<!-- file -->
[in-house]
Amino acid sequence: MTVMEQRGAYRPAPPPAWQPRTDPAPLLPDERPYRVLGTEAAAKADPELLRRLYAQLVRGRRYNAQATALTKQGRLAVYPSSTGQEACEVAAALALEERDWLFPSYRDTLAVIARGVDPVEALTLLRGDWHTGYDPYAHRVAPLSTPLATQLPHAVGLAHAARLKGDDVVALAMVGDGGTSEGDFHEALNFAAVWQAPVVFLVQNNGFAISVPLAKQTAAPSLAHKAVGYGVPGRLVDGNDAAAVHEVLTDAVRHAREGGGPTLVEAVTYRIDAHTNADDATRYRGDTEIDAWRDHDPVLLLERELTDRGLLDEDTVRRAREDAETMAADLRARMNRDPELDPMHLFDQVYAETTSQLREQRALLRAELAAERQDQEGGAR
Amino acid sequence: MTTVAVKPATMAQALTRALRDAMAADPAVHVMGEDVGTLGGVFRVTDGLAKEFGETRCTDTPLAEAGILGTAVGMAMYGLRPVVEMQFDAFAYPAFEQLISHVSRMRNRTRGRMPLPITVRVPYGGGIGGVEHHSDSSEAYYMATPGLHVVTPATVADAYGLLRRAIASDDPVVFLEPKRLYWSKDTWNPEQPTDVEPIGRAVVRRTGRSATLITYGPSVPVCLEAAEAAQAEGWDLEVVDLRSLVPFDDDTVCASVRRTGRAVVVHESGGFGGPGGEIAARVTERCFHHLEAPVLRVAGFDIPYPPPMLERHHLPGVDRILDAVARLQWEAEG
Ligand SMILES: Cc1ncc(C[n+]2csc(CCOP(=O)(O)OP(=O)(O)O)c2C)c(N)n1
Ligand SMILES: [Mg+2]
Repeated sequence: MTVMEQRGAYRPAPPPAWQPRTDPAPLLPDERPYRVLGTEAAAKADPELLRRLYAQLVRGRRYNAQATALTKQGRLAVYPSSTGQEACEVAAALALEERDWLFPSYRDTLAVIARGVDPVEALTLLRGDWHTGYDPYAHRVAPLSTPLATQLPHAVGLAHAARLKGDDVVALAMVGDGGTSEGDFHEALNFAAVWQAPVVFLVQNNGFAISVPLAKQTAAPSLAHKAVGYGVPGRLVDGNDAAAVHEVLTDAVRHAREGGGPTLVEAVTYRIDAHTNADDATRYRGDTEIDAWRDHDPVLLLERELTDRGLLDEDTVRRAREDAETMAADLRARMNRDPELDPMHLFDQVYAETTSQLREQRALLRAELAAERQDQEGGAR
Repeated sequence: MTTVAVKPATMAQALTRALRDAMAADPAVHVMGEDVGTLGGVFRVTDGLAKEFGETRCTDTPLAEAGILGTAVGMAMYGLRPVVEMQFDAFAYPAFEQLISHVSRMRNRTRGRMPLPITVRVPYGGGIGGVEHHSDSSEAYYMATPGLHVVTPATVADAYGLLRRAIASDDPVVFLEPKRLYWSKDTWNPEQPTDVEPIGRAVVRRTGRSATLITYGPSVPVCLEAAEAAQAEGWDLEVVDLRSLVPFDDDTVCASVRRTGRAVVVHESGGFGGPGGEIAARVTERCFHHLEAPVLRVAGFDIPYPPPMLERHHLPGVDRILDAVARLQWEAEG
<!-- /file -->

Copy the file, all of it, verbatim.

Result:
[in-house]
Amino acid sequence: MTVMEQRGAYRPAPPPAWQPRTDPAPLLPDERPYRVLGTEAAAKADPELLRRLYAQLVRGRRYNAQATALTKQGRLAVYPSSTGQEACEVAAALALEERDWLFPSYRDTLAVIARGVDPVEALTLLRGDWHTGYDPYAHRVAPLSTPLATQLPHAVGLAHAARLKGDDVVALAMVGDGGTSEGDFHEALNFAAVWQAPVVFLVQNNGFAISVPLAKQTAAPSLAHKAVGYGVPGRLVDGNDAAAVHEVLTDAVRHAREGGGPTLVEAVTYRIDAHTNADDATRYRGDTEIDAWRDHDPVLLLERELTDRGLLDEDTVRRAREDAETMAADLRARMNRDPELDPMHLFDQVYAETTSQLREQRALLRAELAAERQDQEGGAR
Amino acid sequence: MTTVAVKPATMAQALTRALRDAMAADPAVHVMGEDVGTLGGVFRVTDGLAKEFGETRCTDTPLAEAGILGTAVGMAMYGLRPVVEMQFDAFAYPAFEQLISHVSRMRNRTRGRMPLPITVRVPYGGGIGGVEHHSDSSEAYYMATPGLHVVTPATVADAYGLLRRAIASDDPVVFLEPKRLYWSKDTWNPEQPTDVEPIGRAVVRRTGRSATLITYGPSVPVCLEAAEAAQAEGWDLEVVDLRSLVPFDDDTVCASVRRTGRAVVVHESGGFGGPGGEIAARVTERCFHHLEAPVLRVAGFDIPYPPPMLERHHLPGVDRILDAVARLQWEAEG
Ligand SMILES: Cc1ncc(C[n+]2csc(CCOP(=O)(O)OP(=O)(O)O)c2C)c(N)n1
Ligand SMILES: [Mg+2]
Repeated sequence: MTVMEQRGAYRPAPPPAWQPRTDPAPLLPDERPYRVLGTEAAAKADPELLRRLYAQLVRGRRYNAQATALTKQGRLAVYPSSTGQEACEVAAALALEERDWLFPSYRDTLAVIARGVDPVEALTLLRGDWHTGYDPYAHRVAPLSTPLATQLPHAVGLAHAARLKGDDVVALAMVGDGGTSEGDFHEALNFAAVWQAPVVFLVQNNGFAISVPLAKQTAAPSLAHKAVGYGVPGRLVDGNDAAAVHEVLTDAVRHAREGGGPTLVEAVTYRIDAHTNADDATRYRGDTEIDAWRDHDPVLLLERELTDRGLLDEDTVRRAREDAETMAADLRARMNRDPELDPMHLFDQVYAETTSQLREQRALLRAELAAERQDQEGGAR
Repeated sequence: MTTVAVKPATMAQALTRALRDAMAADPAVHVMGEDVGTLGGVFRVTDGLAKEFGETRCTDTPLAEAGILGTAVGMAMYGLRPVVEMQFDAFAYPAFEQLISHVSRMRNRTRGRMPLPITVRVPYGGGIGGVEHHSDSSEAYYMATPGLHVVTPATVADAYGLLRRAIASDDPVVFLEPKRLYWSKDTWNPEQPTDVEPIGRAVVRRTGRSATLITYGPSVPVCLEAAEAAQAEGWDLEVVDLRSLVPFDDDTVCASVRRTGRAVVVHESGGFGGPGGEIAARVTERCFHHLEAPVLRVAGFDIPYPPPMLERHHLPGVDRILDAVARLQWEAEG